It is tough to give hard feedback. And, yet that is often just the kind of feedback that will challenge a mentee the most and make a quantum leap in their learning and development.
Here’s an example from our recent book, The Mentee’s Guide: Making Mentoring Work for You.
“I am here today”, said a senior account executive at a recent seminar, “because I got hard feedback from a mentor who was willing to give it to me, and I was finally willing to hear it.” Avi shared these words with a group of mentors who were talking about providing feedback to their mentees. Many in the group shared how hard it is to balance maintaining a good relationship with their mentee and to hold up a mirror to the mentee so they could identify the behaviors that are getting in their way.
Avi made a plea to the mentors. “Don’t give up on giving feedback. Sometimes you have to be really direct and frank, even if it isn’t your style”. I would not be the success I am today, if my mentor hadn’t sat me down, looked me in the eye and told me what I am doing is not working. He said it, and I listened. And in retrospect, it made me realize that a lot of other people were trying to tell me it wasn’t working, but I wasn’t hearing it. Thank God I finally got it.”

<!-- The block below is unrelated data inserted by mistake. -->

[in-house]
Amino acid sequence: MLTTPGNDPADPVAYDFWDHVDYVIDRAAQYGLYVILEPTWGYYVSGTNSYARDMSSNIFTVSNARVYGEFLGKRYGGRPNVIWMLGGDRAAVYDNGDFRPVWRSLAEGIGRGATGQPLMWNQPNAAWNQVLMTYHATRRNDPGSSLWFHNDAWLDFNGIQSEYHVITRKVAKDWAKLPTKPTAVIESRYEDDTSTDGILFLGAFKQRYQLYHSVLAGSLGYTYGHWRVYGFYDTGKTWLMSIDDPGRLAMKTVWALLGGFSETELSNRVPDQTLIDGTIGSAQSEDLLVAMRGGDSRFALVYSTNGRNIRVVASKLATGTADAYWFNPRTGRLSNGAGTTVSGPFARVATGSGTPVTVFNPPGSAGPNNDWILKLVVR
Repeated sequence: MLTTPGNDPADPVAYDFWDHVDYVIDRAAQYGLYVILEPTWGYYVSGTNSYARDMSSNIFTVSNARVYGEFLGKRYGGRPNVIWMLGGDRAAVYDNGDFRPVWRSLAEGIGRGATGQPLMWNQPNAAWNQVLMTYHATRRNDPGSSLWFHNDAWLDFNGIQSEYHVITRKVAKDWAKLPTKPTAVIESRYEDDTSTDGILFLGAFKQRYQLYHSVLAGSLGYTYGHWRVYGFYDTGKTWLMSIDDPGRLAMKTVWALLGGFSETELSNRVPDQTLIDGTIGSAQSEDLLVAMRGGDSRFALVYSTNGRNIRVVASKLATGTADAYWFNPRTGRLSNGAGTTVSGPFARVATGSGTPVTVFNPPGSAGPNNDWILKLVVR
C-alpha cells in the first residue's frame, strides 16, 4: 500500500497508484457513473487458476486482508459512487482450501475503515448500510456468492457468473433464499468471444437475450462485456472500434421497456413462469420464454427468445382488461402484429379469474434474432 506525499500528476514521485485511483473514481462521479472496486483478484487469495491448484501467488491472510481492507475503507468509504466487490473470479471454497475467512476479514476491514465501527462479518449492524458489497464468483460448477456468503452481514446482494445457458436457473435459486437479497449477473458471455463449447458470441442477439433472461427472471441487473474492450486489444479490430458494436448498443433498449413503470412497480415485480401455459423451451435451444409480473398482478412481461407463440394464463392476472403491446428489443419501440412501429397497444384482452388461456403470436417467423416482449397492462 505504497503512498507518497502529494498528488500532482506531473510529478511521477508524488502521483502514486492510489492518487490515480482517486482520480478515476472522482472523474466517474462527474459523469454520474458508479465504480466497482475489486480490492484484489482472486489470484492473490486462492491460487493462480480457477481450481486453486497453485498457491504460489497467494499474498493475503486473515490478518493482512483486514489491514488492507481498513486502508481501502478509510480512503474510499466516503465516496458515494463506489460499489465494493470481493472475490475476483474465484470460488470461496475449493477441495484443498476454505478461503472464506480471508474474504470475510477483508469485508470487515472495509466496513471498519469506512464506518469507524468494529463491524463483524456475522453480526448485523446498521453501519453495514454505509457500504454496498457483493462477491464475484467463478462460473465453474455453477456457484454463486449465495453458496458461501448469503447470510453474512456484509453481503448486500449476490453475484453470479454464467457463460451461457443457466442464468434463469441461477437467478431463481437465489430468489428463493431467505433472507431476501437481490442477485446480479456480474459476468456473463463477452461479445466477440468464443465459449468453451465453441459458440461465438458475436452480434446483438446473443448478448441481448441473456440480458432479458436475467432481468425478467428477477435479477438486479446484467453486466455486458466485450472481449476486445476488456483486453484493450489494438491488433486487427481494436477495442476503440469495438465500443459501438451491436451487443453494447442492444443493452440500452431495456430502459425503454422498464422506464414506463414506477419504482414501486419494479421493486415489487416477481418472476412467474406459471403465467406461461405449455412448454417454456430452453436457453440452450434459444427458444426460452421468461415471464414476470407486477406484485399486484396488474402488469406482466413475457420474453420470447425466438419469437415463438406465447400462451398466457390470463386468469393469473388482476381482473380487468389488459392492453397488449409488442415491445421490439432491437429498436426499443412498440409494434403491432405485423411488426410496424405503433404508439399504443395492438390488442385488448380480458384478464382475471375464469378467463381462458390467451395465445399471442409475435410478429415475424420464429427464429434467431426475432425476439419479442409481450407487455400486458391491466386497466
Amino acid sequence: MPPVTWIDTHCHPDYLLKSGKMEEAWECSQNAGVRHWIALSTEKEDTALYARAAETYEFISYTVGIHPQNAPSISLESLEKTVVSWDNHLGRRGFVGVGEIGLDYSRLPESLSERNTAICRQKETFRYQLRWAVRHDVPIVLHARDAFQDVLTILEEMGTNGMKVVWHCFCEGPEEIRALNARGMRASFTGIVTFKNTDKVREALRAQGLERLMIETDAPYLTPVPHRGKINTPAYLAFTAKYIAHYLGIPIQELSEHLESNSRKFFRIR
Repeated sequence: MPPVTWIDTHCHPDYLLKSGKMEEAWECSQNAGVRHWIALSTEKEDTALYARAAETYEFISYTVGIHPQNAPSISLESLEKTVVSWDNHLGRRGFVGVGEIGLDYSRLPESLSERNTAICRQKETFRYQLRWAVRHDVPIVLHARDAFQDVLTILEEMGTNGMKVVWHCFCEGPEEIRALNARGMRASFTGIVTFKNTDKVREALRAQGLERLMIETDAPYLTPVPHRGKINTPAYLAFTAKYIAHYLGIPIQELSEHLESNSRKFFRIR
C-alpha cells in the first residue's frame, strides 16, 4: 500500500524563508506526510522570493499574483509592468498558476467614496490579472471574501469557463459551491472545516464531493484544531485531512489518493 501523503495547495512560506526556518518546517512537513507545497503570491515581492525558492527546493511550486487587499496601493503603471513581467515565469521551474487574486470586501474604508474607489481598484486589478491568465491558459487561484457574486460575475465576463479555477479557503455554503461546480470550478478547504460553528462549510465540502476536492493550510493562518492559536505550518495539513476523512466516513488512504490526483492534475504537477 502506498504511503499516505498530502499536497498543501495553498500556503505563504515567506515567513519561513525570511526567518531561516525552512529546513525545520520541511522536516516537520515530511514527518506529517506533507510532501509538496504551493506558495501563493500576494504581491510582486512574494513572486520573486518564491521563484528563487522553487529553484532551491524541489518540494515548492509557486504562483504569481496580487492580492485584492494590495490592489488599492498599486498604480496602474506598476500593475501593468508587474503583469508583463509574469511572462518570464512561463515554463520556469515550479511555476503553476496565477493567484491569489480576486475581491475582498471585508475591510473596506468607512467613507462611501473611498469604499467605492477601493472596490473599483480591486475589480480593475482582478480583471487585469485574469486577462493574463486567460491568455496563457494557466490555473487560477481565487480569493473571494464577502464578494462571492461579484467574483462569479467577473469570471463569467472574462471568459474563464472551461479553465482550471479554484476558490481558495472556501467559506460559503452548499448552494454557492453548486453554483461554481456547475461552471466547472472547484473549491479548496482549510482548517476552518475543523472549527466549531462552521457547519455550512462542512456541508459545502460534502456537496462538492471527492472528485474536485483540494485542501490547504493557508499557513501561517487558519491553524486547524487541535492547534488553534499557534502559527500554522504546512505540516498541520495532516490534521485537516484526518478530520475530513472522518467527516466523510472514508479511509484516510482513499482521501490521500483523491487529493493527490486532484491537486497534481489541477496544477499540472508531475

Avi’s mentor gave the tough feedback he needed by holding a critical conversation with him. When you need to have a critical conversation, follow these six steps:
1. Talk about what you both have to gain by this conversation.
“We both want you to be successful in your role.”
“We both want to make sure that you achieve your goals.”
2. Talk about your observations as facts, but share your conclusions as your “story.”
“You acknowledge that planning your staff meetings helps you stay organized and ensures you get results. So when you don’t use an agenda or create a plan for your meeting, it leads me to believe that you are really not committed to improving.”
3. Listen to their “story” to get their perspective.
“What’s going on for you?”
“Is that what’s happening or is it something else?
4. Develop new agreements.
“What can I count on from you?”
“What are you really prepared to do?”
5. Summarize your agreements in an optimistic way.
“So, we’ve agreed that….”
“What I take away is that you are going to….”
6. Follow up for accountability. Provide positive reinforcement when you see evidence of change.
“I see that you are really making an effort, and it is paying off.”
“I appreciate that you really stretched here….”